On the corner of 27th and Alberta, a tall concrete and stucco building has stood for more than 90 years, once home to an electrical substation; throughout the pandemic, it has sat vacant, a quiet landmark on a busy street. Today, it looks far different than it did even a few months ago: Its walls now sport a lovely shade of bubblegum pink, its tall wooden doors a Florida lagoon teal. Palm trees — a rarity in Portland — flank the sides of its concrete steps. Above the door, in neon cursive, a sign reads “Bar Cala.”
There are few bars with a similar aesthetic to Bar Cala in Portland. Its millennial pink walls and rounded blush banquettes are offset by the white stucco and combination concrete-wood floors. Cacti and palm trees give the space a desert-y, tropical feel, as opposed to the darker greens spotted in other plant-filled bars around town. Rattan light shades hang above the bar, the embedded lighting from the arched backbar streaming through the gaps in the weaving. And out on the back patio, string lights illuminate umbrella-shaded tables. With a breezy, cool aesthetic and a talent-packed kitchen and bar, Bar Cala is destined to be a Northeast Portland summer hotspot.
Bar Cala, which opened in late June, comes from Victor Daniel Cerda Zamorano, an Alberta neighborhood resident and Mi Mero Mole alum. For years, Zamorano has walked past the building, back when it was still the Station bar, and felt a twinge to do something with it. Burned out on the restaurant industry during the pandemic, he told himself that he wouldn’t return to food service unless he owned his own place. So when his college friend Fernando Damas — of Damas Painting and Construction — offered to go in on a place with him, they jumped on the Alberta building. And when they tried to figure out a concept for the bar, Zamorano wanted to do something that honored his Chilean heritage and offered something somewhat distinct to the area.
“There are Latin American and Mexican restaurants in Portland, of course, but I wanted a really nice Latin bar,” Zamorano says.
So that’s what they did: Zamorano tapped Autentica alum Mauricio Dimas to cover the food menu, which includes fun hot-weather Mexican dishes like potato-carrot dorados, prickly pear aguachile with rotating seafood, and fish tacos with salsa verde. While the menu hews Mexican, the broader Latin American influence pops up in the restaurant’s steak with chimichurri and grilled octopus with burnt habanero marinade.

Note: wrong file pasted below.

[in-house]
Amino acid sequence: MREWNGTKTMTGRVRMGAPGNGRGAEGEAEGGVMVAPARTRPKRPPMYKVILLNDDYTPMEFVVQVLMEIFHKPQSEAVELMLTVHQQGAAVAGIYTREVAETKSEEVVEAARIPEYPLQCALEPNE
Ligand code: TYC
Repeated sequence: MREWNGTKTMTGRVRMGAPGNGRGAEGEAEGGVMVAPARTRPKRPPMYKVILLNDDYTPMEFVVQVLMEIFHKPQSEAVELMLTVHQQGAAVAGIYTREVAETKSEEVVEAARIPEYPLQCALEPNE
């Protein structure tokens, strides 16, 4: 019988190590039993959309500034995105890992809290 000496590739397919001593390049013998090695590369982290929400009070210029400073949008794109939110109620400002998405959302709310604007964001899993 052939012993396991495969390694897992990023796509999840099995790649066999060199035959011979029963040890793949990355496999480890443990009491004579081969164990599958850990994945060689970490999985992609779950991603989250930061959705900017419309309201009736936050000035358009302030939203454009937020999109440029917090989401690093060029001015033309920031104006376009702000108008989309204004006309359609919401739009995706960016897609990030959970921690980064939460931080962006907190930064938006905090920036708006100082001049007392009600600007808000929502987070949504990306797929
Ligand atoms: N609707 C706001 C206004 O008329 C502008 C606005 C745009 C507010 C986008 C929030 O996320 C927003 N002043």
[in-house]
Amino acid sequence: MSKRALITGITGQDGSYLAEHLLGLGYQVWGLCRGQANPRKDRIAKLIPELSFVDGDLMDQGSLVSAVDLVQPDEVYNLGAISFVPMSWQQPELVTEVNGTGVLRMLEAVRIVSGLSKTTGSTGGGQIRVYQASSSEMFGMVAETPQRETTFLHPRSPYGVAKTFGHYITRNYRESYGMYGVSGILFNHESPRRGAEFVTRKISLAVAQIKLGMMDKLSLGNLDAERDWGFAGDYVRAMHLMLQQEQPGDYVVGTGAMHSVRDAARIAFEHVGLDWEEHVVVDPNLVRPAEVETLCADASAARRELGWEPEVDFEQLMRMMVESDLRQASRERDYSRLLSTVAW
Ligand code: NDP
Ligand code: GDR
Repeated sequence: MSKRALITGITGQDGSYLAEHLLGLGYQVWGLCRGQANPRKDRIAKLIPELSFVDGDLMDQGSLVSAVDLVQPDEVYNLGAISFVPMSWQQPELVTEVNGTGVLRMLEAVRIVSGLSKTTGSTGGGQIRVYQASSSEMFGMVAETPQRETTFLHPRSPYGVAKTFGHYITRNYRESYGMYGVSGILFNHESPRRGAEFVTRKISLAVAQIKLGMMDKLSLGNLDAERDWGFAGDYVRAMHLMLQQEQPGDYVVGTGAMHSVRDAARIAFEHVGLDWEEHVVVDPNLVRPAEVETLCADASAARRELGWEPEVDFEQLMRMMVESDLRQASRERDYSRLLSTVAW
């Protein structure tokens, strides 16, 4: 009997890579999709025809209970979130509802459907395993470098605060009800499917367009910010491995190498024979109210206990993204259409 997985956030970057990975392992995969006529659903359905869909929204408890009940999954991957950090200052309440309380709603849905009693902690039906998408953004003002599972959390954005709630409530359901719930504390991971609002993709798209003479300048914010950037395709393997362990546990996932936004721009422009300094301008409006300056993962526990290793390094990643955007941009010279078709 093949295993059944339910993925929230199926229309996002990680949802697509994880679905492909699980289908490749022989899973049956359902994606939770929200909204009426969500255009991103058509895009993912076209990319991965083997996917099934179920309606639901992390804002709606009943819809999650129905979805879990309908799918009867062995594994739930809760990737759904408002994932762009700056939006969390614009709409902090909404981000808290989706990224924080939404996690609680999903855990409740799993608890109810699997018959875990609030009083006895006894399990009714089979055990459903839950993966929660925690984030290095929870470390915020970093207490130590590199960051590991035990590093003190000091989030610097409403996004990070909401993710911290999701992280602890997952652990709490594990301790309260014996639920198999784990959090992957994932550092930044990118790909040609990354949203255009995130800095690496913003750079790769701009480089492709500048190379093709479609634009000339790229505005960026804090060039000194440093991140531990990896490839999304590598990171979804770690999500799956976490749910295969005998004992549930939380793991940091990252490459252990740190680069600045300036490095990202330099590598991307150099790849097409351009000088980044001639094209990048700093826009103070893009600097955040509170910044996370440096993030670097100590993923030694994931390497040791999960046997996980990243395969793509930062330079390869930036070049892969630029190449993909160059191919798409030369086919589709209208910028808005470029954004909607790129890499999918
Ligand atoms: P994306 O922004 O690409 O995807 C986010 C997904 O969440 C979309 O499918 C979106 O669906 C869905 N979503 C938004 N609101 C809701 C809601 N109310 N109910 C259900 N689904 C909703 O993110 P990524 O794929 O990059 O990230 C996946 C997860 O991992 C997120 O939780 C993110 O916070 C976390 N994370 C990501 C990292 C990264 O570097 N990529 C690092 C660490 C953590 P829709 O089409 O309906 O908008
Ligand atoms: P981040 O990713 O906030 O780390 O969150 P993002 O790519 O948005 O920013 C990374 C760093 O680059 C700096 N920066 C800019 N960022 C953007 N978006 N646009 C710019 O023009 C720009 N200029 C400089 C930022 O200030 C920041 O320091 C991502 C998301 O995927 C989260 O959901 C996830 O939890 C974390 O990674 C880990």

Over at the bar, Brian Lucas and Oswaldo Nino Medrano use fresh-squeezed and pressed juices for a number of cocktails using Latin American spirits, including tequila and pisco. Zamorano is particularly happy with the Sandia Es Vida, a blend of Cappelletti, prosecco, watermelon, and grapefruit — a loose play on an Aperol spritz, one of his favorite drinks. One of the bar’s most popular cocktails, La Toxica, almost didn’t make it on the menu; a combination of serrano-infused tequila, watermelon juice, Aperol, and vermouth, it’s become a cult favorite in the bar’s few weeks open.
While the bar’s food and drink derives most of its inspiration from Latin American countries and cuisines, the design of the space is meant to mimic the interior and landscape design of Palm Springs: Desert plants, gold midcentury modern light fixtures, a blend of indoor and outdoor aesthetics. Zamorano enlisted the help of his wife, Jamie Libera, and Damas’s wife, Jody Taylor, to help with the color scheme and furniture. Arium Botanicals handled the plant life. “I like that vintage-y, midcentury vibe, but also something very ‘70s and ‘80s,” Zamorano says. “Most people think we’re going for Miami, with the pink, but it’s inspired by Palm Springs.”
In general, Zamorano wants Bar Cala to feel accessible and relaxed, but also stylish and fun — a place with good food and drinks in the neighborhood he loves. “We don’t want to be super luxury, Michelin star, but not hole-in-the-wall either,” Zamorano says. “We want anyone to be able to hang out here.”
Bar Cala is located at 2703 NE Alberta Street.